St John’s Wort warning for treatment of depression
Posted: 1 July 2015 |
St John’s Wort, a herbal medicine used in the treatment of depression, has been found to cause the same adverse reactions as prescription antidepressants…
St John’s Wort, a popular herbal medicine used in the treatment of depression, has been found to cause the same adverse reactions as prescription antidepressants.
According to new research by the University of Adelaide, St John’s Wort can produce the same adverse reactions as fluoxetine, and serious side effects can occur when the two drugs are taken together.
In a study, researchers found the adverse reactions were the same for people who took St John’s Wort as it was for those who took fluoxetine. The study found that St John’s Wort caused dangerous increases in body temperature and blood pressure.
University of Adelaide pharmacology PhD student Claire Hoban warns that St John’s Wort, like all herbal medicines, is a drug and can therefore cause serious side effects.
“There is a common belief that because something is natural and can be purchased from a health food shop without a prescription, it’s safe. However, people need to start thinking of St John’s Wort, and other herbal medicines, as a drug and seek advice from a qualified healthcare practitioner to be sure they use it safely,” said Hoban. “It’s concerning to see such severe adverse reactions in our population, when people believe they are doing something proactive for their health with little risk.”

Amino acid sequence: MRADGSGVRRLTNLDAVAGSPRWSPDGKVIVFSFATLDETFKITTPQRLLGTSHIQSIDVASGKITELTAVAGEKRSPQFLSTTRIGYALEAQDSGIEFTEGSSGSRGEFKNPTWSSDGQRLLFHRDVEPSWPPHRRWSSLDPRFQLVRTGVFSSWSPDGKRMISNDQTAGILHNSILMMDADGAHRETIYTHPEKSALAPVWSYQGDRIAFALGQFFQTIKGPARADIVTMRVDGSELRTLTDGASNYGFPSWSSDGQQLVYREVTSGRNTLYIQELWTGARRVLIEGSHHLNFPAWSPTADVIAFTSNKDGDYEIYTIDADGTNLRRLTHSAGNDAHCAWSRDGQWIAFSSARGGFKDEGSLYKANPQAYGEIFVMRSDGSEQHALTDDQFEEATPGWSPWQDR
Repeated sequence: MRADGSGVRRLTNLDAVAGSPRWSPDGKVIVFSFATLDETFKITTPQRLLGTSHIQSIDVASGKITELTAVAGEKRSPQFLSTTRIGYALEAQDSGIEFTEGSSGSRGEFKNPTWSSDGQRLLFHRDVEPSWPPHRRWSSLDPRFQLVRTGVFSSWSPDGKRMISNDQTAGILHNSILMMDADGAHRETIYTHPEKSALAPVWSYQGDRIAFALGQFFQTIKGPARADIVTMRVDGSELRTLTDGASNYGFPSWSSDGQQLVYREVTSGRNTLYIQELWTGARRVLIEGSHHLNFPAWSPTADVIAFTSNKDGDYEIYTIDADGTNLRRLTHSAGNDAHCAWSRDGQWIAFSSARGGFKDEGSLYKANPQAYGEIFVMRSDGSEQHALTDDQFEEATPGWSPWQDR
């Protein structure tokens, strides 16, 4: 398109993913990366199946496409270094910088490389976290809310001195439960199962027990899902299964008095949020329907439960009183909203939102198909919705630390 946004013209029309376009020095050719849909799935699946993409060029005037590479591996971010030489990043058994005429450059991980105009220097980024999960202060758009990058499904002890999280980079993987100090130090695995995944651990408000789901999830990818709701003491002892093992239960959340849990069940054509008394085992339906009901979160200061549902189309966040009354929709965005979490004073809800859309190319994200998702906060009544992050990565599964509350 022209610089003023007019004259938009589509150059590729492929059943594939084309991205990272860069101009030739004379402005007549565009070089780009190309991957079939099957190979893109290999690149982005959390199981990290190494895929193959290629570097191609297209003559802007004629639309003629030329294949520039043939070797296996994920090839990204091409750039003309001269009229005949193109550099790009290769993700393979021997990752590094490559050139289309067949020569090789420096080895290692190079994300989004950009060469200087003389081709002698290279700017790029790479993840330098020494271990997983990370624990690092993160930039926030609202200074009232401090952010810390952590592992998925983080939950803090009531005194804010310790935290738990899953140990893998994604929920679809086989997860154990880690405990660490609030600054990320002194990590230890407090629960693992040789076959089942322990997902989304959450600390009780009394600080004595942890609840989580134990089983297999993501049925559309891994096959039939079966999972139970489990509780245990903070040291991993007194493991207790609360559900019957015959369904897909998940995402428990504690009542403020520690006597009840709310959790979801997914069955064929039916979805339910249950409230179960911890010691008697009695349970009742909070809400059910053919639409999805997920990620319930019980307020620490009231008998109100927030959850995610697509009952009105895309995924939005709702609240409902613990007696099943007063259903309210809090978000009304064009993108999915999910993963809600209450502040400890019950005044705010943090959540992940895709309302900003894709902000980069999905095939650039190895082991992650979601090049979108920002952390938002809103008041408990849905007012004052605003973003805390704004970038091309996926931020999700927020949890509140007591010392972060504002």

St John’s Wort is available without a prescription so there is no control over dosing
The research found 84 reports of adverse reactions to St John’s Wort and 447 to fluoxetine. Hoban said the fewer confirmed cases of side effects for St John’s Wort, could stem from fewer people using St John’s Wort and that adverse reactions for herbal medicines largely go unreported because they are not considered drugs.
“We found that the reported reactions for St John’s Wort were very similar to fluoxetine, which included anxiety, panic attacks, dizziness, vomiting, amnaesia and aggression,” she said.
Dr Ian Musgrave, Senior Lecturer, Discipline of Pharmacology School of Medical Sciences at the University of Adelaide, said the real danger is that people can access St John’s Wort without a prescription so there is no control over the dosage or what drugs people are using it with.
“Most people taking St John’s Wort will not have any adverse reactions; however, those who do take it should tell their doctor and pharmacist,” said Dr Musgrave.
He said doctors and pharmacists need to know about all the drugs their patients take, not just prescription drugs, because herbal medicines like St John’s Wort can have serious reactions with some pharmacy medicines, like antidepressants, the contraceptive pill and some blood thinners.
“Based on this research, I’d also like to see bottles of St John’s Wort containing improved warnings of the potential adverse reactions,” he said.
The study is published in the journal Clinical and Experimental Pharmacology and Physiology.